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Wow, both these items have been on my mind lately. I was thinking of doing a cold frame for microgreens up against the side of the house. Thanks for sharing your learning curve here!
A cold frame sounds wonderful. When we have a permanent garden, we plan on having cold frames for the greens. There is a book — “Four Season Harvest” by Eliot Coleman — that has building plans for making your own cold frames. I have checked that book out from the library so many times!
I did not know you could use buckwheeat, and flax for micros. Thanks!
Sustainable Eats says
Hi Wardee – I’ve been meaning to sprout and love the idea of micro greens as well. Just curious why sunflowers? While natives ate the seeds are the plants themselves really meant for raw consumption? I’d love to know more about your sprout system too and where you get the sprouting and growing seeds from!
Hello! To be honest, when I started growing these, I was just copying the people at the Farmer’s Market. They grow and sell buckwheat and sunflower microgreens. So I did, too. But in addition to that, at the time I was reading “The Sprouting Book” by Ann Wigmore and she suggests sunflower for sprouting. Here I am quoting from her book:
I prefer them over buckwheat greens, on the grounds that they are thick and hearty and much easier to pick and clean. 😉
I wrote up how I grow them here: https://traditionalcookingschool.com/2008/07/22/how-to-grow-microgreens/
We’re about ready to start growing them again. Took a break over the winter. I like growing these because it adds greens to our salads, so we’re not just having sprouts for salads. Although, technically, they are sprouts, too. But they’re big and green and leafy, so it seems like greens, which makes our salads more interesting.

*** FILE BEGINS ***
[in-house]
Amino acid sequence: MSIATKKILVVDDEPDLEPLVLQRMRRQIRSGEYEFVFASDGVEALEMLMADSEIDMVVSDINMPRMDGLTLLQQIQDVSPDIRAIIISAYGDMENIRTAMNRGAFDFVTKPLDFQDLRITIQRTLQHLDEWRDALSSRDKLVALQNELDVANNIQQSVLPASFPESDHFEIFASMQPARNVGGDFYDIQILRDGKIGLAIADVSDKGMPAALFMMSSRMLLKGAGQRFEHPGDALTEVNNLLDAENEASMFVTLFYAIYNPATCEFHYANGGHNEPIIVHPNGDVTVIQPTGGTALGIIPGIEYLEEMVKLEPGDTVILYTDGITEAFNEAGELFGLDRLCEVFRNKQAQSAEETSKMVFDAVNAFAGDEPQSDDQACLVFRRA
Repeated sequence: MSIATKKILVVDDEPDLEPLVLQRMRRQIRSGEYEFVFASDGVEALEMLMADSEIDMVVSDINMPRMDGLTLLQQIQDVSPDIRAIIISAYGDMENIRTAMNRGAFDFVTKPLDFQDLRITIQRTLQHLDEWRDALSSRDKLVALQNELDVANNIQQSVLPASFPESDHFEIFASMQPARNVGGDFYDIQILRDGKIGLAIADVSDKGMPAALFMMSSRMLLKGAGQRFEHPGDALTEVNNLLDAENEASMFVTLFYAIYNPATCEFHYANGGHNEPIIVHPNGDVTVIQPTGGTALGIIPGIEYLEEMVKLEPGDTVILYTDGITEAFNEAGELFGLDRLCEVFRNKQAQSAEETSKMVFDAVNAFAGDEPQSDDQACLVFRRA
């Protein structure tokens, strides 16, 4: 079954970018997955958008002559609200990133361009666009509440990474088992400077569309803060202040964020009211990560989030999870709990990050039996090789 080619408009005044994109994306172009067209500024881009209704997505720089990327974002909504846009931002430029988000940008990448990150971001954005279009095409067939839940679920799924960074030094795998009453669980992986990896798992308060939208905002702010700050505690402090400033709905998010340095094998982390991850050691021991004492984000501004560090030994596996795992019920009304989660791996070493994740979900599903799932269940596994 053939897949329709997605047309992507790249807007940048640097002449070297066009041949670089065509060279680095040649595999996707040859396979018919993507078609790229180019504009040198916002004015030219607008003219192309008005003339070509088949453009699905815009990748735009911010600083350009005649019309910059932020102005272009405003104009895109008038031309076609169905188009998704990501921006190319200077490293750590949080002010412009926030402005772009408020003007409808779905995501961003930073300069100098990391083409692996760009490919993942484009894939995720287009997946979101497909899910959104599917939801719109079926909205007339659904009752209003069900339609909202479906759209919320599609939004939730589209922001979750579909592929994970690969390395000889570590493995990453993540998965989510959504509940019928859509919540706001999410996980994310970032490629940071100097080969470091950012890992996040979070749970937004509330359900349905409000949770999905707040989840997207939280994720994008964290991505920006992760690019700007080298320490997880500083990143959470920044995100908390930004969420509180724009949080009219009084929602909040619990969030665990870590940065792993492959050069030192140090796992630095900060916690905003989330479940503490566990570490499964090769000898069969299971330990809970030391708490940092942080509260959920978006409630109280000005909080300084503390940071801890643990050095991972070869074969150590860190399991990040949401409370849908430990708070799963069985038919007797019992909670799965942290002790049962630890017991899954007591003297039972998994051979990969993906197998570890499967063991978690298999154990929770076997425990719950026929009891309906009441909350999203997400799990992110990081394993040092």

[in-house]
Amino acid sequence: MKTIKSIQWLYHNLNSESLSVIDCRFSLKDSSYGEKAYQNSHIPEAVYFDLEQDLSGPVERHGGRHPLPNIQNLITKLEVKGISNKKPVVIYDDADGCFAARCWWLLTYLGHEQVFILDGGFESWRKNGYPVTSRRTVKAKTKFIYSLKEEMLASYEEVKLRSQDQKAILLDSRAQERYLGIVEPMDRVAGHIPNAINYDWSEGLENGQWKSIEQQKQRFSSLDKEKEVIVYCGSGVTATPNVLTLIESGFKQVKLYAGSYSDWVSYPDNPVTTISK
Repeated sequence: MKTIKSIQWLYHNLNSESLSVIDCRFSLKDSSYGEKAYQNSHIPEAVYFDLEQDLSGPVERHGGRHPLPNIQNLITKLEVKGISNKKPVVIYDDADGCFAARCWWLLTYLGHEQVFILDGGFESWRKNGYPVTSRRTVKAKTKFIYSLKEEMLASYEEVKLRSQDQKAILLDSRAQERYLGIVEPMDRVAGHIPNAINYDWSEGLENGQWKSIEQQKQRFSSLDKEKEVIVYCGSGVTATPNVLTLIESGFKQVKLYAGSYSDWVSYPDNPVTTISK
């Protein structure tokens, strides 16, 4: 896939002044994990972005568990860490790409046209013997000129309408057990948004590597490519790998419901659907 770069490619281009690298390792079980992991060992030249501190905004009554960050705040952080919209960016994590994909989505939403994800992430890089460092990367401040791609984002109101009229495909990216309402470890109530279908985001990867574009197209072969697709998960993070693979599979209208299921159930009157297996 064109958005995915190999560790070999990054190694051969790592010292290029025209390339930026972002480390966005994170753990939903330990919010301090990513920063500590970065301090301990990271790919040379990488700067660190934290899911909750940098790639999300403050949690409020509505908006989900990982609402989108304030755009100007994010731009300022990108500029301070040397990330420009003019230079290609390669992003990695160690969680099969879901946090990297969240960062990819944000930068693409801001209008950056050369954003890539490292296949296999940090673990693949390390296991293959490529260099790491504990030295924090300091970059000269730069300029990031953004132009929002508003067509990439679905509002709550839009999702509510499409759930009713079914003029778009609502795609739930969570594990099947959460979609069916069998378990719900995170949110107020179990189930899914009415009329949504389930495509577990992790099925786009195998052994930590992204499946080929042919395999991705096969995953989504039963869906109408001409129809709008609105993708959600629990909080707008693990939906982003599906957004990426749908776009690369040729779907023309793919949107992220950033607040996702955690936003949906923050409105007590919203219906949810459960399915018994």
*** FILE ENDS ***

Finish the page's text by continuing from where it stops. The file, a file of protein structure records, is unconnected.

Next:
I buy them through Hummingbird Wholesale in Eugene, OR.
Up at the end of this post, there’s a list of all the things I’ve written about sprouting, so browse through those and let me know if you have questions. I am working on a complete resource for sprouting, but for now, most of what I’m compiled is in that list.
lander michaels says
Wardee, You can grow your microgreens all year long on your window sills. Go to lowe’s and for free get the long 6 compartment containers that small flower plants come in for store delivery. Make sure to clean.
The peas or speckled peas are the easiest and they do not go bad as fast in the fridge. They last a week to 2 weeks. They taste like the sunflowers to me. And the seeds for the most part stay down in the soil. The sunflowers can take awhile to pull off all the hulls if they don’t rinse out well. But they are my favorite. The speckled peas are second and I don’t really like buckwheat. They go bad fast.
Hodaya Ben-Shachar says
I recently started sprouting flax seed. It is very easy. I fold a napkin on the bottom of a plastic tray and wet it . No standing water. I spread out the flax seeds and cover the tray. If it needs water after 3-4 days I add it. That’s it in a week they are 2-3 inches tall. I pull up what I need, roots and all. NO dirt or yuck. /sometimes near the end I have to pull away the napkin. That’s it!